So I got ready to brew the other day by starting up a starter with a lager yeast- all went well until my back went out and now brew day has been cancelled.  I don't forsee me lifting heavy things for awhile.  Is it possible to salvage the starter?  This was the first starter I made with my new stir plate and it looks like everything went great- right now its just sitting in my fridge with foil over the top of the flask.  How long can it keep and should I change to an airlock?

Pimp My System / Re: Tap Handle Project
« on: December 22, 2011, 09:26:28 PM »
I drilled a hole in the base and dropped in an insert with threads- in retrospect the hardest part was centering the hole and making sure it went in the right direction.  Not perfect but works out ok.

General Homebrew Discussion / Re: Will this work?
« on: December 10, 2011, 07:03:47 PM »
yeah I was thinking of making another hole for a thermometer probe

General Homebrew Discussion / Will this work?
« on: December 10, 2011, 06:54:31 PM »
So I need a vessel for lagering as my interest has grown in making these beers.  The keezer is full of beer that I prefer not to chill down to 32F for long periods of time but I figure it can serve as the vessel for primary fermentation and some initial chilling to 38 or so.  My efforts at obtaining another freezer/fridge for the garage (this would be #3) have been met with strong opposition by my wife.  So here is my plan:
I am going to get a large heavy duty garbage can, cut some thick long strips of insulation (construction grade stuff) and line the entire inside (sides/bottom/lid) of the can then fill in the gaps with the spray foam insulation (maybe cover it all for good measure).  A small faucet or ball valve will be installed.
This will be filled with ice water into which my carboy of future lager will be submerged and left for 4-6 weeks. 
Obviously changes in ice will be required with draining off water but hopefully not too often ( ambient temps in winter around here are 40F- garage currently sits at 60F but hopefully will be chilling further as winter progresses).
Has anyone tried this?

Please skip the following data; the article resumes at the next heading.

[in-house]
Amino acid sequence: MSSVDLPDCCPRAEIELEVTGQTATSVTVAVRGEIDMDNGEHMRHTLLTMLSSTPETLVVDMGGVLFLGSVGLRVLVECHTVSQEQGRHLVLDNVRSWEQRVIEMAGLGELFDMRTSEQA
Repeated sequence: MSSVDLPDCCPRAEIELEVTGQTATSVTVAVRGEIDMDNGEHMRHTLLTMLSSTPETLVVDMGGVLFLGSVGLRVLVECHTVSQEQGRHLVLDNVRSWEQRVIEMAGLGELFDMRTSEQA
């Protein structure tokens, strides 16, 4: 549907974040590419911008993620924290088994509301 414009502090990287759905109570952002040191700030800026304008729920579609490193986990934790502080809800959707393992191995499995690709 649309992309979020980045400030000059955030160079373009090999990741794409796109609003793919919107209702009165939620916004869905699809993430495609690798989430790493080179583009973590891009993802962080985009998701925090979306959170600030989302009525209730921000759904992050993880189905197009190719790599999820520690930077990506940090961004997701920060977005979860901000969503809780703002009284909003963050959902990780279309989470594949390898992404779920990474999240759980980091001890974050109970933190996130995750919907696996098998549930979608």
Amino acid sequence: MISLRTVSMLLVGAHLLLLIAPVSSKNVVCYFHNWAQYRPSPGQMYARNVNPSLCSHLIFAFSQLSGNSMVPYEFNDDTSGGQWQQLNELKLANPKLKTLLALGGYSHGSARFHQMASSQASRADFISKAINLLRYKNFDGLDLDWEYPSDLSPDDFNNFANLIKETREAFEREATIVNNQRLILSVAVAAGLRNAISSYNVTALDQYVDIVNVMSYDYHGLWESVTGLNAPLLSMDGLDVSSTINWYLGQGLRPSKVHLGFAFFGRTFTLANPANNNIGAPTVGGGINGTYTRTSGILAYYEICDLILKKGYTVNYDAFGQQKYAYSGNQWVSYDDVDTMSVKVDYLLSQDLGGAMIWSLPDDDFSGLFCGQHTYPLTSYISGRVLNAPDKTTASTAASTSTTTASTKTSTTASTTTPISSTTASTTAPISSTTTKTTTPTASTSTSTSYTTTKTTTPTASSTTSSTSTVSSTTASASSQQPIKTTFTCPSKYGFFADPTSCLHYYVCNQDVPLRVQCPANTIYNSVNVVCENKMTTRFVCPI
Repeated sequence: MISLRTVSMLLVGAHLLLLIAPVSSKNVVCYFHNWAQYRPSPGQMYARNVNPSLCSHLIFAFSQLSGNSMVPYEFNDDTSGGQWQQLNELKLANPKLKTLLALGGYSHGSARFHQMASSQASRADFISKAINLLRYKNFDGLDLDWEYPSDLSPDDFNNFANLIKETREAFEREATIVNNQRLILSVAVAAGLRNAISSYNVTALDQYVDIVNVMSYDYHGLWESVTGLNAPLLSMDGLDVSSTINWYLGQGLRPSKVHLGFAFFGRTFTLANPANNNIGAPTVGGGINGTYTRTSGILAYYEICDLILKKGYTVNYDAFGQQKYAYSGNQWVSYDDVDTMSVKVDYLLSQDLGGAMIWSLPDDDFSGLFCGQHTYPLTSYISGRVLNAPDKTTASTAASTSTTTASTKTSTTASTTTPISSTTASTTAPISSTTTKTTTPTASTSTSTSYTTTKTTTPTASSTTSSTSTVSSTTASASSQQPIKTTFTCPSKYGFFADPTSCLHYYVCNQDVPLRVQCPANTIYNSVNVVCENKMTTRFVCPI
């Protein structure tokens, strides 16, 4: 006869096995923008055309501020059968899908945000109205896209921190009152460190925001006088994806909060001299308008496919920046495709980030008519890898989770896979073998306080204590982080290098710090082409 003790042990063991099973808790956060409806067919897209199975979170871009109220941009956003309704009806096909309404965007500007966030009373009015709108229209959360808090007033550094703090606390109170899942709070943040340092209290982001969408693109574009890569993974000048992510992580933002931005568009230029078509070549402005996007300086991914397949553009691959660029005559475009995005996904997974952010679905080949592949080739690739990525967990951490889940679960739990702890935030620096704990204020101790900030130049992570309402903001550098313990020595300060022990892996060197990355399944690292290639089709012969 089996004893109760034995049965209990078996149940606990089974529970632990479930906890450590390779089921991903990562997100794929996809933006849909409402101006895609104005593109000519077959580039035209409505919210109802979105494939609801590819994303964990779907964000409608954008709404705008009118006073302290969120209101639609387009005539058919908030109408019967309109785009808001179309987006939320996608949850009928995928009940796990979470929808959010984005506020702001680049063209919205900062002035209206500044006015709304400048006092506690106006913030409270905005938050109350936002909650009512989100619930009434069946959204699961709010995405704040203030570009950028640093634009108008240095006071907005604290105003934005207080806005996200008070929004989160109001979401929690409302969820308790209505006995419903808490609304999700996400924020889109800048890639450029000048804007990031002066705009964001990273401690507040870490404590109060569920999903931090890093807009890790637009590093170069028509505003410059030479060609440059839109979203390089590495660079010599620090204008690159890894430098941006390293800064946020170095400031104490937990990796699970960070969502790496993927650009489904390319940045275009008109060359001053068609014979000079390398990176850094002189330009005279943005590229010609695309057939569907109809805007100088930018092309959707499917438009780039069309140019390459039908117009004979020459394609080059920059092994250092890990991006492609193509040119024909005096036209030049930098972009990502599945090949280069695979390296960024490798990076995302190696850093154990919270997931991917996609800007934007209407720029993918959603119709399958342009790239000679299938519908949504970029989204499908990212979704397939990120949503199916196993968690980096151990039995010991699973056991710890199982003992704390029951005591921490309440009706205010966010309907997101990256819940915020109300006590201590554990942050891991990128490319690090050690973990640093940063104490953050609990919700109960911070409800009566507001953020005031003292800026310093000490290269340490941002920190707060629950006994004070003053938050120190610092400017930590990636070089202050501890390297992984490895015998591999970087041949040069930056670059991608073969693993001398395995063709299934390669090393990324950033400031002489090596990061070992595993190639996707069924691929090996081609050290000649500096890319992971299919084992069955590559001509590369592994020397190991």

How often do you think the ice will have to be changed?- I'm hoping that once the carboy is chilled down the cold thermal mass will hold pretty stable with minimal intervention.
Thoughts and suggestions appreciated.

Pimp My System / Re: Brewenstein - The Brewing Monster
« on: November 21, 2011, 09:30:41 PM »
Really nice.

Pimp My System / Tap Handle Project
« on: November 21, 2011, 09:15:44 PM »
Got pretty bored with the standard black tap handles so I undertook a new project to carve some tap handles.  I have the luxury of having a DIY woodworking shop in town and got to use a wood lathe.  Had a lot of fun doing this.

Raw Materials- did away with the hockey puck idea after splitting 3 or 4 of them

Lathe work- lucky enough to have the shop guy show me a thing or two but surprisingly easy to do

Pre Stain

Post Stain- added a little polyurethane for a finish

Top-less handles- drilling the holes in the top of these was probably the hardest thing about all this, not perfect but it will do

New handle top idea was much more simple and in the end far better.  I cut out 4 equal planks of wood, drilled a hole in the bases; rounded out the sharp corners with sand paper and stained them after mounting them on some wood dowels.  I then used some magnetic primer on the fronts to allow for switchable labels to be made- I recommend taping off a square to limit the area for the primer and use at least 3 coats of this stuff, even after 4 coats the magnetic force is still a little weak but will do.  Covered it all in polyurethane and glued them down to the handles.